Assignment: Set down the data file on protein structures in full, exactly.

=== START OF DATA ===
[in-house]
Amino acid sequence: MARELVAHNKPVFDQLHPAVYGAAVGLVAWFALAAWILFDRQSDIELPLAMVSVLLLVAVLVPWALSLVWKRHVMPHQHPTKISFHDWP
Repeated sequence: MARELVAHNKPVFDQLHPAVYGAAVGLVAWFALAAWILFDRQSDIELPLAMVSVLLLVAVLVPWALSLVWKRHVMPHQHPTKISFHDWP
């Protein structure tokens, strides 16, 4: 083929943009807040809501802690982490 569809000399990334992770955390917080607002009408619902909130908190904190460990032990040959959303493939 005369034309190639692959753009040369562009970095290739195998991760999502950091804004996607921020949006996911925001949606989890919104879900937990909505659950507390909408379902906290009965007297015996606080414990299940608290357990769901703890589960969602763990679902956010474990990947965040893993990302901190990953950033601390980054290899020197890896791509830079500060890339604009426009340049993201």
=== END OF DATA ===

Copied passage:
[in-house]
Amino acid sequence: MARELVAHNKPVFDQLHPAVYGAAVGLVAWFALAAWILFDRQSDIELPLAMVSVLLLVAVLVPWALSLVWKRHVMPHQHPTKISFHDWP
Repeated sequence: MARELVAHNKPVFDQLHPAVYGAAVGLVAWFALAAWILFDRQSDIELPLAMVSVLLLVAVLVPWALSLVWKRHVMPHQHPTKISFHDWP
């Protein structure tokens, strides 16, 4: 083929943009807040809501802690982490 569809000399990334992770955390917080607002009408619902909130908190904190460990032990040959959303493939 005369034309190639692959753009040369562009970095290739195998991760999502950091804004996607921020949006996911925001949606989890919104879900937990909505659950507390909408379902906290009965007297015996606080414990299940608290357990769901703890589960969602763990679902956010474990990947965040893993990302901190990953950033601390980054290899020197890896791509830079500060890339604009426009340049993201």